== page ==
The emergence of feature rich industrial cameras at an attractive price means that colour machine vision cameras are finding their way into traditional applications for photographic cameras. Stemmer Imaging explain

The appearance of these new cameras on the market has led to a need to be able to generate photographic quality colour rendition. Many machine vision cameras now benefit from functionality such as auto-iris, zoom and focus. 

These functions and others such as auto-white balance, auto-wide dynamic range, digital noise reduction and motion detection, transform the high performance machine vision cameras that have been traditionally used under fixed lighting conditions into units that can accommodate changing light conditions and varying focus requirements. However, while colour machine vision cameras are, of course, perfectly capable of colour recognition, they have historically fallen short on the actual colour rendition. Therefore, additional image processing is required to allow them to match the colour quality of Digital Single-Lens Reflex cameras.

Colour recognition

Colour imaging is an important technique in machine vision and there are many applications where colour information is crucial. These occur in the food industry and meat processing, automotive inspection, print inspection, pharmaceutical inspection, part presence and/or detection, PCB assembly and many more. Colour imaging is a complex process which is a function of the illumination method being used and the camera technology.

It is worth understanding how colour images are produced. The most common type of colour cameras used in vision has a single CCD or CMOS sensor overlaid with a colour filter that covers each of the pixels. These are usually red, green and blue, arranged in the pattern shown in Figure 1, which is called a Bayer filter array. There are twice as many green pixels compared to red or blue which mimics the resolving power and greater sensitivity to green light of the human eye. 

To obtain a useful colour image, it is necessary to interpolate the red, green and blue values for each pixel using an algorithm. There are a variety of different algorithms available that differ only in the way colour is gained. This can either be done on the camera, or by the host computer. Conversions of the raw Bayer data can be made to a wide range of colour formats such as RGB, CMYK, YUV411, YUV422 and YUV444 – although RGB is most commonly used for visualisation and/or processing. However, for most machine vision colour applications there is no necessity for the colour rendition to reach photographic quality, it simply needs to be able to perform the required colour differentiation.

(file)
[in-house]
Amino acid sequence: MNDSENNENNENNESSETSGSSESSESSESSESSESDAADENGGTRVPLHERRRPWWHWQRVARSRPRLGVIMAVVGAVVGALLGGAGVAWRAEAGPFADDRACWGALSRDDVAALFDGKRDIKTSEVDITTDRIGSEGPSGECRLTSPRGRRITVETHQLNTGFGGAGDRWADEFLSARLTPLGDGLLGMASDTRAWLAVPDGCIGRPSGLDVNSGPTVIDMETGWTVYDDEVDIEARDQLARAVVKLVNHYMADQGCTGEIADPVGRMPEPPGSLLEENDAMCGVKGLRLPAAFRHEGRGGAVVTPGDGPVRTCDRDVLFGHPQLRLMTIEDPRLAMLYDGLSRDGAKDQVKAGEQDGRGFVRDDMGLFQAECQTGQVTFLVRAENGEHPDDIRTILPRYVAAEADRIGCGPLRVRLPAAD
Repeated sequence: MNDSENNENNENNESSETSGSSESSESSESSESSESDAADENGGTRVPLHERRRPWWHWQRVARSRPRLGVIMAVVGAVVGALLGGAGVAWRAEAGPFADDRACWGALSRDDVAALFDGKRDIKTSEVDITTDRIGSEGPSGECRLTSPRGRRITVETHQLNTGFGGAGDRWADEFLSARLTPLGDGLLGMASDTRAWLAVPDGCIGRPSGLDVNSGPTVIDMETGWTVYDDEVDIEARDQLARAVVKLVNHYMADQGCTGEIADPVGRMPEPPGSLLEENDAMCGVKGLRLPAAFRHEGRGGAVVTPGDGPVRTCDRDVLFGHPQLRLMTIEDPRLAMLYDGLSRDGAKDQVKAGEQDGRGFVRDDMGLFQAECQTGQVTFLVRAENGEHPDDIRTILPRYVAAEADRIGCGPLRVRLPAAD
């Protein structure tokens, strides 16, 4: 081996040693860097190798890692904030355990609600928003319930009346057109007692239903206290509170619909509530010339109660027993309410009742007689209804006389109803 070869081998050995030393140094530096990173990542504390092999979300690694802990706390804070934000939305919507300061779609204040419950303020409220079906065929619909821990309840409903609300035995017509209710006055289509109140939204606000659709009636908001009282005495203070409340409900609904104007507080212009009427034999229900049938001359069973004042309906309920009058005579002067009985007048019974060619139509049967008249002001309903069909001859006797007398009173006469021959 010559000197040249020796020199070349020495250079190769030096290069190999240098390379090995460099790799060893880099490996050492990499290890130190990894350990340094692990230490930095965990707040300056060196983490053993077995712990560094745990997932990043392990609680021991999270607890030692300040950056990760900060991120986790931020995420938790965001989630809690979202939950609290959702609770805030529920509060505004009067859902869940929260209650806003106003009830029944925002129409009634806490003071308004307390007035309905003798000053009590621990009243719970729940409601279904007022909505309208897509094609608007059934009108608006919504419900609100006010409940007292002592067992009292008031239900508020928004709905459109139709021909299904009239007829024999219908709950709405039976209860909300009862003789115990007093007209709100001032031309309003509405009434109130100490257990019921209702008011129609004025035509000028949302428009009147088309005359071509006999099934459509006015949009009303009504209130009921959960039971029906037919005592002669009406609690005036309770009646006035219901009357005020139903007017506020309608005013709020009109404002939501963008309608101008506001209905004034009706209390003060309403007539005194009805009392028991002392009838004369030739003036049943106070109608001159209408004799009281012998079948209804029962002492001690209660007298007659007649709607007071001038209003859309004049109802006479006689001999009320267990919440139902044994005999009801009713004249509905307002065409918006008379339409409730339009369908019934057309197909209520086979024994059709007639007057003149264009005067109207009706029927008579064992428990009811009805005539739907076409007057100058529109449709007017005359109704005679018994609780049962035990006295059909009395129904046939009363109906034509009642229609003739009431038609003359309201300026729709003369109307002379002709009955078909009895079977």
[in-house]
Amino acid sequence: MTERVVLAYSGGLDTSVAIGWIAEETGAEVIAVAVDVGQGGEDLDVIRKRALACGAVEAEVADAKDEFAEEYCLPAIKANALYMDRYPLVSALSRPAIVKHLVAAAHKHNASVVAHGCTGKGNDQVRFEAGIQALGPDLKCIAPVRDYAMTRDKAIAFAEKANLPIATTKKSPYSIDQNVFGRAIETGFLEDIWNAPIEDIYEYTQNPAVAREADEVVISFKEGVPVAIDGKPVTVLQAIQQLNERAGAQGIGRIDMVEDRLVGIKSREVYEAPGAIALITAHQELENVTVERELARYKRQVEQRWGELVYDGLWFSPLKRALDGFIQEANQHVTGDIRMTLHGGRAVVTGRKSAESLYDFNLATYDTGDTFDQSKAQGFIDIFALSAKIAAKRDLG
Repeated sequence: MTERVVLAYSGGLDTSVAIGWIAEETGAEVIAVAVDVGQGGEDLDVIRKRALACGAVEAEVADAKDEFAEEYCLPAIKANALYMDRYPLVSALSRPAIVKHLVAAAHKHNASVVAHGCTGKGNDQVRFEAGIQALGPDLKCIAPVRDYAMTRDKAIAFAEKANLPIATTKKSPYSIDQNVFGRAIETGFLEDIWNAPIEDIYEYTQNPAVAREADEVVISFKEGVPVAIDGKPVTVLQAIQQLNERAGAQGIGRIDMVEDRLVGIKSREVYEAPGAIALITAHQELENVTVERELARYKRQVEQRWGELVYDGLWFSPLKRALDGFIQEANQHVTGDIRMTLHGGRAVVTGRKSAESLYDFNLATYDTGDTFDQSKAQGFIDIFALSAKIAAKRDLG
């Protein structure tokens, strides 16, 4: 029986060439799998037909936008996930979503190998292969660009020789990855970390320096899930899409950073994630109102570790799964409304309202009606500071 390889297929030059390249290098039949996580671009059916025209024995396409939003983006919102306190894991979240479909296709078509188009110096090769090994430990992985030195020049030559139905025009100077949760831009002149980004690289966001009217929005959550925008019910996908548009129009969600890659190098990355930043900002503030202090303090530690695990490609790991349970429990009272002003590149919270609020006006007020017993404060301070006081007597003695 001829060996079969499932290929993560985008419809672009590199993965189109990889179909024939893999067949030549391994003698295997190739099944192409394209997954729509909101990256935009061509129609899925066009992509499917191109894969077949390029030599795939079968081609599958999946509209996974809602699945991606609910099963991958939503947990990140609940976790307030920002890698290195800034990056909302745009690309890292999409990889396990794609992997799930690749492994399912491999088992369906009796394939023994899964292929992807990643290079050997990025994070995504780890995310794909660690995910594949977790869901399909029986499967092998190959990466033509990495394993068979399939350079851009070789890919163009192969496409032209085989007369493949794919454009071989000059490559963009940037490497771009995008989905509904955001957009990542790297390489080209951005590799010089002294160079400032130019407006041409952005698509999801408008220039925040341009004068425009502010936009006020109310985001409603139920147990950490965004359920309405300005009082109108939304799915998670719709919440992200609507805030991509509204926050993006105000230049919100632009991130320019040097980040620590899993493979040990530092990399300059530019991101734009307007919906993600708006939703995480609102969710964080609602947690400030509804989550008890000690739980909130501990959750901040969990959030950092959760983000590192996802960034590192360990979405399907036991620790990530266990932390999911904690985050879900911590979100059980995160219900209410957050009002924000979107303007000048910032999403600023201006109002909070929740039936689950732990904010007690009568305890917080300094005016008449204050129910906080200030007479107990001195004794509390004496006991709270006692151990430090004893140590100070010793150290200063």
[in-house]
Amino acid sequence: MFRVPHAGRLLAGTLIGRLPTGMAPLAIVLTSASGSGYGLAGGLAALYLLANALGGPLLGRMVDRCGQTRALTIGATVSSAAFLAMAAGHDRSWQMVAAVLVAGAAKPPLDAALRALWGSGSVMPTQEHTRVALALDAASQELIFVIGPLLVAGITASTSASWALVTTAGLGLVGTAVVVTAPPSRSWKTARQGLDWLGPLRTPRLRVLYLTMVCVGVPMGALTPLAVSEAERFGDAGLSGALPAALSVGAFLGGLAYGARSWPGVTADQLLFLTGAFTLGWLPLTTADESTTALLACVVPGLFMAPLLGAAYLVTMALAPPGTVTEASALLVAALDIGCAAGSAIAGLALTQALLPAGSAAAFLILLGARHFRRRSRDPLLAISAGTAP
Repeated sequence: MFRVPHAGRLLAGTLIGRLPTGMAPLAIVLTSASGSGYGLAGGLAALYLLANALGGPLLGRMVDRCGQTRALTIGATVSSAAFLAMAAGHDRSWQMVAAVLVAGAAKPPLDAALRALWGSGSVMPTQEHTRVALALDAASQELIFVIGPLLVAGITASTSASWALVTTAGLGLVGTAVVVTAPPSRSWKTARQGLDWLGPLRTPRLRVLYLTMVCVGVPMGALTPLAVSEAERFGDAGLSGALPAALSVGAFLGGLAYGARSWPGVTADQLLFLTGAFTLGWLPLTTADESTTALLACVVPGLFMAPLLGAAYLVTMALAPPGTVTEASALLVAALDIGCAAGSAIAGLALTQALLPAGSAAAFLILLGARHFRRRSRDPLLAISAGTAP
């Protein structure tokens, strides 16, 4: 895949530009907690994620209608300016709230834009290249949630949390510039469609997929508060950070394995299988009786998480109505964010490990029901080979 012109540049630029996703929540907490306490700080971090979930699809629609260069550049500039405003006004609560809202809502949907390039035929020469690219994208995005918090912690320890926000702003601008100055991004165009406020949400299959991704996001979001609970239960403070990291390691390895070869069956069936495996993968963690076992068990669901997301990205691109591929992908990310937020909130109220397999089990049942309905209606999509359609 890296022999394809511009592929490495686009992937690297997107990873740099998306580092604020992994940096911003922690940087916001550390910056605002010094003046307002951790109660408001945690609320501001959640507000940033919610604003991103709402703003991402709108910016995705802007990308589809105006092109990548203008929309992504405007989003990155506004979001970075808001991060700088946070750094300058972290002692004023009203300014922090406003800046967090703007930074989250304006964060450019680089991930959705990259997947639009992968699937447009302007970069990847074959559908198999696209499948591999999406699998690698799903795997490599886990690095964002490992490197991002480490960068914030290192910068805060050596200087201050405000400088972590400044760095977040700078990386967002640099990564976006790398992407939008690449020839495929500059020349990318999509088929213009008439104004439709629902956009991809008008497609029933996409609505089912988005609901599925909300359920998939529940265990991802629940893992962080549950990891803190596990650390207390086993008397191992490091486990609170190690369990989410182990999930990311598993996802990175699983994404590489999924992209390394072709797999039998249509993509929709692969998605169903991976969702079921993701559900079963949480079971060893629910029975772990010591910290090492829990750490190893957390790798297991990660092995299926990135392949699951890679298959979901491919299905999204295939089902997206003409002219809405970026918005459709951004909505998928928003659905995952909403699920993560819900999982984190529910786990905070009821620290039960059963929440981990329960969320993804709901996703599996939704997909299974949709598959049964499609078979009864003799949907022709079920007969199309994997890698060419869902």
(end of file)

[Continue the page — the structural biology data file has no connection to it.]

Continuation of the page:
Matching colours to the real world

This situation has been addressed using a colour recognition and colour calibration tool, which is part of Teledyne DALSA’s Sapera Essential image processing package. The colour calibration is achieved through the use of a standard colour chart called a Macbeth chart or ColorChecker chart.

This consists of an arrangement of 24 squares of painted samples. The chart’s colour patches have spectral reflectances intended to mimic those of natural objects such as human skin, foliage and flowers, to have consistent colour appearance under a variety of lighting conditions, especially as detected by typical colour photographic film, and to be stable over time. 

The Sapera software knows what these colours should be and therefore can calculate the adjustments to each colour produced by the camera to generate a corrected colour output. Within the software, the chart is automatically recognised and the user then confirms these as the raw colours (Figure 2). 

The user then selects the illumination type (or colour temperature) to match the correction accordingly together with the desired colour fidelity, which is effectively a trade-off between quality and speed. Gamma correction can also be applied and there is no need for white balance as this is also taken care of by the correction. 

After the calibration process, the settings can be saved to a file and read back later or loaded at run-time for the application. With the colour calibration loaded, these corrections can then be applied to the image to produce excellent colour rendition. This can be applied on the whole image or a region of it and there is also the option for GPU acceleration if a supported GPU is available. This colour calibration can be used on any camera in practice but is included on the latest Genie TS GigE cameras as standard, so these do not require any additional software to attain excellent photographic quality colours.

Stemmer Imaging

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